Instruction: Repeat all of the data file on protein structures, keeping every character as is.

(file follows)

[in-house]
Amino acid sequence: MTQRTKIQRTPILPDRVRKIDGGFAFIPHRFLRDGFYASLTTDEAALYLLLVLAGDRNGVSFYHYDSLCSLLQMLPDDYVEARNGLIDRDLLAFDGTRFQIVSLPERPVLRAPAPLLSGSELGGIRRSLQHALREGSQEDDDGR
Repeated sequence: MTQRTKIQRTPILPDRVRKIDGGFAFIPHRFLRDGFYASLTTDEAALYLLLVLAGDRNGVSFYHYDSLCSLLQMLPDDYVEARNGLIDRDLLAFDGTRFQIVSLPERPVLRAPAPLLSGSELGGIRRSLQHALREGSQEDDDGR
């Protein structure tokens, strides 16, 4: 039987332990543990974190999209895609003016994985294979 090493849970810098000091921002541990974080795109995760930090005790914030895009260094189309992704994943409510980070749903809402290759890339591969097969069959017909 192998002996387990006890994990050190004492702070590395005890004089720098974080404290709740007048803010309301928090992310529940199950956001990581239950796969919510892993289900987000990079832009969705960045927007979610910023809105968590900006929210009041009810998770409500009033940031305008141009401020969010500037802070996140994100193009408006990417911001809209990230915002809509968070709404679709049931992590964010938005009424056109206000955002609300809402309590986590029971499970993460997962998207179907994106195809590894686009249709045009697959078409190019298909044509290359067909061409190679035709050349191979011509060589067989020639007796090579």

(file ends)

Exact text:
[in-house]
Amino acid sequence: MTQRTKIQRTPILPDRVRKIDGGFAFIPHRFLRDGFYASLTTDEAALYLLLVLAGDRNGVSFYHYDSLCSLLQMLPDDYVEARNGLIDRDLLAFDGTRFQIVSLPERPVLRAPAPLLSGSELGGIRRSLQHALREGSQEDDDGR
Repeated sequence: MTQRTKIQRTPILPDRVRKIDGGFAFIPHRFLRDGFYASLTTDEAALYLLLVLAGDRNGVSFYHYDSLCSLLQMLPDDYVEARNGLIDRDLLAFDGTRFQIVSLPERPVLRAPAPLLSGSELGGIRRSLQHALREGSQEDDDGR
């Protein structure tokens, strides 16, 4: 039987332990543990974190999209895609003016994985294979 090493849970810098000091921002541990974080795109995760930090005790914030895009260094189309992704994943409510980070749903809402290759890339591969097969069959017909 192998002996387990006890994990050190004492702070590395005890004089720098974080404290709740007048803010309301928090992310529940199950956001990581239950796969919510892993289900987000990079832009969705960045927007979610910023809105968590900006929210009041009810998770409500009033940031305008141009401020969010500037802070996140994100193009408006990417911001809209990230915002809509968070709404679709049931992590964010938005009424056109206000955002609300809402309590986590029971499970993460997962998207179907994106195809590894686009249709045009697959078409190019298909044509290359067909061409190679035709050349191979011509060589067989020639007796090579």